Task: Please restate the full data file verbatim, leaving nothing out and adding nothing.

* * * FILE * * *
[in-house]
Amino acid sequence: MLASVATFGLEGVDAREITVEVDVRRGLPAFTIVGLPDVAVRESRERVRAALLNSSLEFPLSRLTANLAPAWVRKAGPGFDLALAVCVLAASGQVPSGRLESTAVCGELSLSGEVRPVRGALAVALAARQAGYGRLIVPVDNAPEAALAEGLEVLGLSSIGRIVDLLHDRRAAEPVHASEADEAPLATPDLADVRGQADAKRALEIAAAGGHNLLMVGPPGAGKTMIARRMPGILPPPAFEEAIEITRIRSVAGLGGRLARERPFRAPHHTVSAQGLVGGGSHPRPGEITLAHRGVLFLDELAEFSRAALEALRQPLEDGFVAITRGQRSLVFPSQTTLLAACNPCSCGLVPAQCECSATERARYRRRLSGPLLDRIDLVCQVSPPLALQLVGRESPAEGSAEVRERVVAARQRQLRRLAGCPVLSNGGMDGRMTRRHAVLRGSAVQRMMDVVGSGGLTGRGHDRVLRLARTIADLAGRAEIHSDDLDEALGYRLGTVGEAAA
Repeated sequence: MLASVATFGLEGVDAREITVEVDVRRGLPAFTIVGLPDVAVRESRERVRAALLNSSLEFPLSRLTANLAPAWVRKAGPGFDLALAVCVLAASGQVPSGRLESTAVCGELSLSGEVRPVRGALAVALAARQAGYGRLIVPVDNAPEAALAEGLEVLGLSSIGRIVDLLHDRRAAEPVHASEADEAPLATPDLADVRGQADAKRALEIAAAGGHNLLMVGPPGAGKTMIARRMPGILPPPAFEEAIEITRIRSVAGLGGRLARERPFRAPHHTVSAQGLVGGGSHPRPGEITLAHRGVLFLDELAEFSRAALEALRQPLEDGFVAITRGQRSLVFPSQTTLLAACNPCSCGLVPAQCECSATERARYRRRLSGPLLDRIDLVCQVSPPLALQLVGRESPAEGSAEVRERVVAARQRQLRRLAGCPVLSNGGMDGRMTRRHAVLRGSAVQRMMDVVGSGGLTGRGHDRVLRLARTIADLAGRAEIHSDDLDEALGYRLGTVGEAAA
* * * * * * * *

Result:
[in-house]
Amino acid sequence: MLASVATFGLEGVDAREITVEVDVRRGLPAFTIVGLPDVAVRESRERVRAALLNSSLEFPLSRLTANLAPAWVRKAGPGFDLALAVCVLAASGQVPSGRLESTAVCGELSLSGEVRPVRGALAVALAARQAGYGRLIVPVDNAPEAALAEGLEVLGLSSIGRIVDLLHDRRAAEPVHASEADEAPLATPDLADVRGQADAKRALEIAAAGGHNLLMVGPPGAGKTMIARRMPGILPPPAFEEAIEITRIRSVAGLGGRLARERPFRAPHHTVSAQGLVGGGSHPRPGEITLAHRGVLFLDELAEFSRAALEALRQPLEDGFVAITRGQRSLVFPSQTTLLAACNPCSCGLVPAQCECSATERARYRRRLSGPLLDRIDLVCQVSPPLALQLVGRESPAEGSAEVRERVVAARQRQLRRLAGCPVLSNGGMDGRMTRRHAVLRGSAVQRMMDVVGSGGLTGRGHDRVLRLARTIADLAGRAEIHSDDLDEALGYRLGTVGEAAA
Repeated sequence: MLASVATFGLEGVDAREITVEVDVRRGLPAFTIVGLPDVAVRESRERVRAALLNSSLEFPLSRLTANLAPAWVRKAGPGFDLALAVCVLAASGQVPSGRLESTAVCGELSLSGEVRPVRGALAVALAARQAGYGRLIVPVDNAPEAALAEGLEVLGLSSIGRIVDLLHDRRAAEPVHASEADEAPLATPDLADVRGQADAKRALEIAAAGGHNLLMVGPPGAGKTMIARRMPGILPPPAFEEAIEITRIRSVAGLGGRLARERPFRAPHHTVSAQGLVGGGSHPRPGEITLAHRGVLFLDELAEFSRAALEALRQPLEDGFVAITRGQRSLVFPSQTTLLAACNPCSCGLVPAQCECSATERARYRRRLSGPLLDRIDLVCQVSPPLALQLVGRESPAEGSAEVRERVVAARQRQLRRLAGCPVLSNGGMDGRMTRRHAVLRGSAVQRMMDVVGSGGLTGRGHDRVLRLARTIADLAGRAEIHSDDLDEALGYRLGTVGEAAA